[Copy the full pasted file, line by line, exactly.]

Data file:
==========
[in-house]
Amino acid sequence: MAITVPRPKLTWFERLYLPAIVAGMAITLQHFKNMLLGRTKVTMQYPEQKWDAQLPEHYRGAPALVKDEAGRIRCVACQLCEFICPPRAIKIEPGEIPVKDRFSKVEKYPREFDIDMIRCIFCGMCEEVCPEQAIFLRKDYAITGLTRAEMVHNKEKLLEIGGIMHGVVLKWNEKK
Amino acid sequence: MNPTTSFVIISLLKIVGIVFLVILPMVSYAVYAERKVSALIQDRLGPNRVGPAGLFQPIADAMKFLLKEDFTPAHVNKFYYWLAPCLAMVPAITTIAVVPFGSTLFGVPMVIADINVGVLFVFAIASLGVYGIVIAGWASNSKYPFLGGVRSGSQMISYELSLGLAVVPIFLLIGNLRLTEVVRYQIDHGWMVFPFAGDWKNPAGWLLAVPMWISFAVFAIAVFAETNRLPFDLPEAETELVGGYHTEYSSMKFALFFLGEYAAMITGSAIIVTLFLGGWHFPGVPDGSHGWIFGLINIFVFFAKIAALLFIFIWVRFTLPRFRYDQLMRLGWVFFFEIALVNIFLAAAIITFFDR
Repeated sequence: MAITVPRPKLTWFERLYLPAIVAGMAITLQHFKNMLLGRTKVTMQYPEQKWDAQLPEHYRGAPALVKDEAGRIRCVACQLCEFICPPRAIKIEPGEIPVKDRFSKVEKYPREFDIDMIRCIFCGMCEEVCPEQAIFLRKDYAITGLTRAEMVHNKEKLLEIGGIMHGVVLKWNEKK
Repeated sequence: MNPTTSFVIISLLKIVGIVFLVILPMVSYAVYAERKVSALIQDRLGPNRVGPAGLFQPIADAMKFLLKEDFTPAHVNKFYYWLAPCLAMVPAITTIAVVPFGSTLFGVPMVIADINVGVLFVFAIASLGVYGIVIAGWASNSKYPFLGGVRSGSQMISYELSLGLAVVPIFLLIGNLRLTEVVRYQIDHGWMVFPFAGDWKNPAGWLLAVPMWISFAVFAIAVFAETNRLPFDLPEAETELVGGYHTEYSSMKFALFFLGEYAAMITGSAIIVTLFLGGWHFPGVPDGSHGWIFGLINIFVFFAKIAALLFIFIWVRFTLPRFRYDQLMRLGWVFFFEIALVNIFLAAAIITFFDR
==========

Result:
[in-house]
Amino acid sequence: MAITVPRPKLTWFERLYLPAIVAGMAITLQHFKNMLLGRTKVTMQYPEQKWDAQLPEHYRGAPALVKDEAGRIRCVACQLCEFICPPRAIKIEPGEIPVKDRFSKVEKYPREFDIDMIRCIFCGMCEEVCPEQAIFLRKDYAITGLTRAEMVHNKEKLLEIGGIMHGVVLKWNEKK
Amino acid sequence: MNPTTSFVIISLLKIVGIVFLVILPMVSYAVYAERKVSALIQDRLGPNRVGPAGLFQPIADAMKFLLKEDFTPAHVNKFYYWLAPCLAMVPAITTIAVVPFGSTLFGVPMVIADINVGVLFVFAIASLGVYGIVIAGWASNSKYPFLGGVRSGSQMISYELSLGLAVVPIFLLIGNLRLTEVVRYQIDHGWMVFPFAGDWKNPAGWLLAVPMWISFAVFAIAVFAETNRLPFDLPEAETELVGGYHTEYSSMKFALFFLGEYAAMITGSAIIVTLFLGGWHFPGVPDGSHGWIFGLINIFVFFAKIAALLFIFIWVRFTLPRFRYDQLMRLGWVFFFEIALVNIFLAAAIITFFDR
Repeated sequence: MAITVPRPKLTWFERLYLPAIVAGMAITLQHFKNMLLGRTKVTMQYPEQKWDAQLPEHYRGAPALVKDEAGRIRCVACQLCEFICPPRAIKIEPGEIPVKDRFSKVEKYPREFDIDMIRCIFCGMCEEVCPEQAIFLRKDYAITGLTRAEMVHNKEKLLEIGGIMHGVVLKWNEKK
Repeated sequence: MNPTTSFVIISLLKIVGIVFLVILPMVSYAVYAERKVSALIQDRLGPNRVGPAGLFQPIADAMKFLLKEDFTPAHVNKFYYWLAPCLAMVPAITTIAVVPFGSTLFGVPMVIADINVGVLFVFAIASLGVYGIVIAGWASNSKYPFLGGVRSGSQMISYELSLGLAVVPIFLLIGNLRLTEVVRYQIDHGWMVFPFAGDWKNPAGWLLAVPMWISFAVFAIAVFAETNRLPFDLPEAETELVGGYHTEYSSMKFALFFLGEYAAMITGSAIIVTLFLGGWHFPGVPDGSHGWIFGLINIFVFFAKIAALLFIFIWVRFTLPRFRYDQLMRLGWVFFFEIALVNIFLAAAIITFFDR